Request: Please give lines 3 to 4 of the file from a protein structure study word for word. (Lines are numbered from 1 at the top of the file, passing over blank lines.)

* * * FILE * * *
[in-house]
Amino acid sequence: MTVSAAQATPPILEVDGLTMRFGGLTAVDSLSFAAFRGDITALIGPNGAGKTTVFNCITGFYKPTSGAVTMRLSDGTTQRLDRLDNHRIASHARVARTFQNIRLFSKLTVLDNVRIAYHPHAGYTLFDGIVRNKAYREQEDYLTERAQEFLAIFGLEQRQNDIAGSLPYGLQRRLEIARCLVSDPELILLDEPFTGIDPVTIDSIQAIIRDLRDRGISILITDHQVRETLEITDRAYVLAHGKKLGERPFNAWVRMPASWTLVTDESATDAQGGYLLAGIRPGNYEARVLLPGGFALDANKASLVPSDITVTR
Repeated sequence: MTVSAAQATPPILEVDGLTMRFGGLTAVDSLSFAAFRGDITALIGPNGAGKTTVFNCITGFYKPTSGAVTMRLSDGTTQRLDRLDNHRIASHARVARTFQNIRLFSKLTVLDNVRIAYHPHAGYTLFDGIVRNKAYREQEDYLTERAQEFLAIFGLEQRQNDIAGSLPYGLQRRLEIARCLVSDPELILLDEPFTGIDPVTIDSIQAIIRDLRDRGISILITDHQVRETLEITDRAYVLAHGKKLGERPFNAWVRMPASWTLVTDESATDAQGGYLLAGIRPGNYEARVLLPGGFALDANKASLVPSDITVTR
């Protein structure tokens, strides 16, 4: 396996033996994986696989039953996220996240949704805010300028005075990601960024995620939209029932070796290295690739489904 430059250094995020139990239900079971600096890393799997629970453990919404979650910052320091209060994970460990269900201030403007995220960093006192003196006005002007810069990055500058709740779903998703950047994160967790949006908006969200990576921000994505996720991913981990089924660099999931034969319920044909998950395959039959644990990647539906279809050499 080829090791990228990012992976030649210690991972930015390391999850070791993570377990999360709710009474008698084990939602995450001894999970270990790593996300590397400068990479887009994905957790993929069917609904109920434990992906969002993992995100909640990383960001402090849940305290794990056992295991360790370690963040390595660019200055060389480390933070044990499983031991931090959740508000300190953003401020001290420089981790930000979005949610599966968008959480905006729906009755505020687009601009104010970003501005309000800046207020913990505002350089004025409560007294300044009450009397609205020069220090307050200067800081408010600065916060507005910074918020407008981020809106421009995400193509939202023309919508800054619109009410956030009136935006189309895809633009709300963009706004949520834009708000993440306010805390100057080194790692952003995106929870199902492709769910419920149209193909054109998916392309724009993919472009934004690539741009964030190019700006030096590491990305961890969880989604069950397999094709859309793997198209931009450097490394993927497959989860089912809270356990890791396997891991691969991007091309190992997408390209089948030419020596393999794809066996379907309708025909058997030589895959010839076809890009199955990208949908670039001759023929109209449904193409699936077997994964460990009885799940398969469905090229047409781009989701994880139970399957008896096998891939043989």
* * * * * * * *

Repeated sequence: MTVSAAQATPPILEVDGLTMRFGGLTAVDSLSFAAFRGDITALIGPNGAGKTTVFNCITGFYKPTSGAVTMRLSDGTTQRLDRLDNHRIASHARVARTFQNIRLFSKLTVLDNVRIAYHPHAGYTLFDGIVRNKAYREQEDYLTERAQEFLAIFGLEQRQNDIAGSLPYGLQRRLEIARCLVSDPELILLDEPFTGIDPVTIDSIQAIIRDLRDRGISILITDHQVRETLEITDRAYVLAHGKKLGERPFNAWVRMPASWTLVTDESATDAQGGYLLAGIRPGNYEARVLLPGGFALDANKASLVPSDITVTR
């Protein structure tokens, strides 16, 4: 396996033996994986696989039953996220996240949704805010300028005075990601960024995620939209029932070796290295690739489904 430059250094995020139990239900079971600096890393799997629970453990919404979650910052320091209060994970460990269900201030403007995220960093006192003196006005002007810069990055500058709740779903998703950047994160967790949006908006969200990576921000994505996720991913981990089924660099999931034969319920044909998950395959039959644990990647539906279809050499 080829090791990228990012992976030649210690991972930015390391999850070791993570377990999360709710009474008698084990939602995450001894999970270990790593996300590397400068990479887009994905957790993929069917609904109920434990992906969002993992995100909640990383960001402090849940305290794990056992295991360790370690963040390595660019200055060389480390933070044990499983031991931090959740508000300190953003401020001290420089981790930000979005949610599966968008959480905006729906009755505020687009601009104010970003501005309000800046207020913990505002350089004025409560007294300044009450009397609205020069220090307050200067800081408010600065916060507005910074918020407008981020809106421009995400193509939202023309919508800054619109009410956030009136935006189309895809633009709300963009706004949520834009708000993440306010805390100057080194790692952003995106929870199902492709769910419920149209193909054109998916392309724009993919472009934004690539741009964030190019700006030096590491990305961890969880989604069950397999094709859309793997198209931009450097490394993927497959989860089912809270356990890791396997891991691969991007091309190992997408390209089948030419020596393999794809066996379907309708025909058997030589895959010839076809890009199955990208949908670039001759023929109209449904193409699936077997994964460990009885799940398969469905090229047409781009989701994880139970399957008896096998891939043989």